Thursday, January 14, 2010

GruberGate Fraud

This sounds oddly familiar. I think the CRU got alot more money though.
GruberGate Fraud Ripped by Jane Hamsher (?) on Huffington Post (???)
Yeah, I don't know what the hell's going on myself.
This is the sort of post that makes me wish I had a third ball and a swimming pool full of tapioca.
Gruber is the MIT guy who was paid -- well paid: $392,000, jack! -- by the White House to run supposed analyses of the economic and other effects of the White House health care proposals.
But this paid relationship was never disclosed to the public. And to sell the White House's proposals, they kept offering up MIT professor Gruber's supposedly objective, third-party analysis. And the media ate it up.
Now the, ahem, special relationship has been revealed -- but no one in the media is talking about it at all.
How the White House Used Gruber's Work to Create Appearance of Broad Consensus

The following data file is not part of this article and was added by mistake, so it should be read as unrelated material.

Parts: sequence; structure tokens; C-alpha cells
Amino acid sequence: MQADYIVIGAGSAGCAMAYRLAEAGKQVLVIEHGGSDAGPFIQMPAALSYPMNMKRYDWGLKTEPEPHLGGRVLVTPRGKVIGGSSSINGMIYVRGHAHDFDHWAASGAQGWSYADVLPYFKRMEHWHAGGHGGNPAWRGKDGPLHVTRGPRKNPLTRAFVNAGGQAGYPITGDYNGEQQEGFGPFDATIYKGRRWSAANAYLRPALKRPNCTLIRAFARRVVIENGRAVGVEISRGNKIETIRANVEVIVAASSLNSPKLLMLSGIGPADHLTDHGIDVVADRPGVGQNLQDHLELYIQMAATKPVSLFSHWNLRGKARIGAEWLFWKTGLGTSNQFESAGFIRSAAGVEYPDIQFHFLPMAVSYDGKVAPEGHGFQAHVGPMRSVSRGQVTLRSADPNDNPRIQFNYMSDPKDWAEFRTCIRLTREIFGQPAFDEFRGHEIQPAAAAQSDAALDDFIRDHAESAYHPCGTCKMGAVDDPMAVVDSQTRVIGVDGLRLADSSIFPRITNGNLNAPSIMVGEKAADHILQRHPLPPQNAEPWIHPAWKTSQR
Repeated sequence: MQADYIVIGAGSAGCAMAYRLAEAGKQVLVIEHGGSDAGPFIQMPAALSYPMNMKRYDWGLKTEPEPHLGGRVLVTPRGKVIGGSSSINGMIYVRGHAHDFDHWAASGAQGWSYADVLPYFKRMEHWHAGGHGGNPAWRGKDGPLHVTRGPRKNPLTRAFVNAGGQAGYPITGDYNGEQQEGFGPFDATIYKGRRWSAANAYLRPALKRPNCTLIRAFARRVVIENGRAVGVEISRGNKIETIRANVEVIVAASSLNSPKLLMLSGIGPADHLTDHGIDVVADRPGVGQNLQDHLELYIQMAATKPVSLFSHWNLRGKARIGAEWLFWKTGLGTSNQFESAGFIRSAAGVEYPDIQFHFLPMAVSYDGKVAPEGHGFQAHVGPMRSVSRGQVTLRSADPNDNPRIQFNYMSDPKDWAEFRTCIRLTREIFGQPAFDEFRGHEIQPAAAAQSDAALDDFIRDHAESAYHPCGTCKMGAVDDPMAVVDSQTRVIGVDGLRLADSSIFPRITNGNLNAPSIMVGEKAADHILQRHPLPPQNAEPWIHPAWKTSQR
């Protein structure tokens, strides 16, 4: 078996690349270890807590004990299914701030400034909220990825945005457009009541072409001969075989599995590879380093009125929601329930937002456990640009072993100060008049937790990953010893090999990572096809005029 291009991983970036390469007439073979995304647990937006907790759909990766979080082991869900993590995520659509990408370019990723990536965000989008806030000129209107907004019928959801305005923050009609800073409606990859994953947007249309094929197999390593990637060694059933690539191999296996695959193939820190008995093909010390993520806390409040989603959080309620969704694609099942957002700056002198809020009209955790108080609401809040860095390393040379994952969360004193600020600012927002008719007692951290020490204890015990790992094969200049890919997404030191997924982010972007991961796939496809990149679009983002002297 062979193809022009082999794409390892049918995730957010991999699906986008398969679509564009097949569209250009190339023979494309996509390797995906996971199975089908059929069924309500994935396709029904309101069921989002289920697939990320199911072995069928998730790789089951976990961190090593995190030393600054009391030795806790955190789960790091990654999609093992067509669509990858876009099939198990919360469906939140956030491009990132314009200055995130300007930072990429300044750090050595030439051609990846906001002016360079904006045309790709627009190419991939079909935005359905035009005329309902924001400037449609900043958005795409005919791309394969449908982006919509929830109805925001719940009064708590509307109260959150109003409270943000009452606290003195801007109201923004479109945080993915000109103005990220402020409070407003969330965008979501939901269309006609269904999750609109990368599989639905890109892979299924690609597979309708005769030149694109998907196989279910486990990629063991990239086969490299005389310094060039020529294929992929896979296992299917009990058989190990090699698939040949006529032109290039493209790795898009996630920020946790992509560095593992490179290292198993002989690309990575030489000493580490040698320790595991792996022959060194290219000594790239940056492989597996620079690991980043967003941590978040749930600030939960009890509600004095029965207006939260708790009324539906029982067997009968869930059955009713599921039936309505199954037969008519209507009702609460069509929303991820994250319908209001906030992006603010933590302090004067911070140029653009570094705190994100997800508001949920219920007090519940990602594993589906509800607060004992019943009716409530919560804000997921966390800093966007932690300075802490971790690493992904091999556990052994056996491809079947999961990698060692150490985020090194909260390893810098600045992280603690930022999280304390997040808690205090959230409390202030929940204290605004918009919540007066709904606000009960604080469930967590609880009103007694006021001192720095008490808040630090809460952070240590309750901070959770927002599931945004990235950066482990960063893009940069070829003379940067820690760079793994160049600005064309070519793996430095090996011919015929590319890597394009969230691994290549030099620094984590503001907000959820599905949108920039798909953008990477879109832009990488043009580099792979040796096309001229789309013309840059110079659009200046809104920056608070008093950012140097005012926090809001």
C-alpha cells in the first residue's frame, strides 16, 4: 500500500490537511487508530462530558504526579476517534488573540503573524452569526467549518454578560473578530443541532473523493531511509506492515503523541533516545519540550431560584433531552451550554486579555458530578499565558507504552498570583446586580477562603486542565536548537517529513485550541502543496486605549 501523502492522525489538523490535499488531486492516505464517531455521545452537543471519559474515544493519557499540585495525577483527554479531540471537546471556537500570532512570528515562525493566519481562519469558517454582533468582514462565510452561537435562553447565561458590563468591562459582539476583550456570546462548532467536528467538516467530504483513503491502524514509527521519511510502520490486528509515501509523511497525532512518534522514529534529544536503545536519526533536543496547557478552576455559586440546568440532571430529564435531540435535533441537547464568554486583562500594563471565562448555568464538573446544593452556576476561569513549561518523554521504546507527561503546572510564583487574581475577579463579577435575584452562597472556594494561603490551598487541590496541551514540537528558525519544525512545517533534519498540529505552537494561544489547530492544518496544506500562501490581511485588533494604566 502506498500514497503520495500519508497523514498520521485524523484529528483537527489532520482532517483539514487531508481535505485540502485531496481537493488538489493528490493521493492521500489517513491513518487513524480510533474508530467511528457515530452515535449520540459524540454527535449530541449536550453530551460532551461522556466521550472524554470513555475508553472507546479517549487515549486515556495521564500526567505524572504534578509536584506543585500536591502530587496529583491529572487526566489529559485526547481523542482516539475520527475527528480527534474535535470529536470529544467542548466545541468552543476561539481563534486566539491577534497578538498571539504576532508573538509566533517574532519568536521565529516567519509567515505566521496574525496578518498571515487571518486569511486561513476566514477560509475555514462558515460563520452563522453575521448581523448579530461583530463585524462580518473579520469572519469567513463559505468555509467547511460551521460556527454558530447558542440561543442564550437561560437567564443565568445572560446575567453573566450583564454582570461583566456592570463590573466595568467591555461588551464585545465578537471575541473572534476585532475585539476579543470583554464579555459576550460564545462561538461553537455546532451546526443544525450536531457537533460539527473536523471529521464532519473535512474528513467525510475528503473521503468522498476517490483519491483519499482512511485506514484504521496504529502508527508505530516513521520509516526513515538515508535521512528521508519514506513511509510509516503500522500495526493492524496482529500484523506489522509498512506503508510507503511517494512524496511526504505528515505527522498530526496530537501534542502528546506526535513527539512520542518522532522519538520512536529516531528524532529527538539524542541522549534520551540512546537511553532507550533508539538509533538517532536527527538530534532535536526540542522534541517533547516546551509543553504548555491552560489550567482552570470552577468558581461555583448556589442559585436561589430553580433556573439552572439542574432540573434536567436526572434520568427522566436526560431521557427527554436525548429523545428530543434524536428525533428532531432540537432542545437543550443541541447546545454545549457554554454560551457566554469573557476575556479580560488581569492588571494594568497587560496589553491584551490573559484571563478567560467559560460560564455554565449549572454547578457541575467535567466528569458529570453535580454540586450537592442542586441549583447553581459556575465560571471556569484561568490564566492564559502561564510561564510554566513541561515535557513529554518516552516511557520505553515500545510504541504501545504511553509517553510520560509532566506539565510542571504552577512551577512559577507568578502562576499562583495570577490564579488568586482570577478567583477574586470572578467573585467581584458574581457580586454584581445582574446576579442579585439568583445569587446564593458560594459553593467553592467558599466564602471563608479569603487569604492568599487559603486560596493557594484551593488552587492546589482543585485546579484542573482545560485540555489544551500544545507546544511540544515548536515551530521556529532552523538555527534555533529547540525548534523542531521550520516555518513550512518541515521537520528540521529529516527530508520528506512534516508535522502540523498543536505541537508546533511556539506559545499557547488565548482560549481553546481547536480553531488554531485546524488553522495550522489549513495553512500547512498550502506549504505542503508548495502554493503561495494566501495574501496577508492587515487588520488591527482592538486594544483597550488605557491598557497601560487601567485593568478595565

How did the feedback loop work? Well, take Gruber's appearance before the Senate HELP Committee on November 2, 2009, for which he used his microsimulation model to make calculations about small business insurance coverage. On the same day, Gruber released an analysis of the House health care bill, which he sent to Ezra Klein of the Washington Post. Ezra published an excerpt.
White House blogger Jesse Lee then promoted both Gruber's Senate testimony and Ezra Klein's article on the White House blog. "We thought it would all be a little more open and transparent if we went ahead and published what our focus will be for the day" he said, pointing to Gruber's "objective analysis." The "transparent" part apparently stopped when everyone got to Gruber's contractual relationship to the White House, which nobody in the three-hit triangle bothered to disclose.
But that was child's play compared to the effort that went into selling Gruber's analysis of the bill unveiled by the Senate on Wednesday, November 18. Two days later on Friday November 20, Gruber published a paper entitled "Impacts of the Senate High Cost Insurance Excise Tax on Wages: Updated," claiming that the excise tax would result in wage hikes of $234 billion from 2013 through 2019.
And it was off to the races. Read more.

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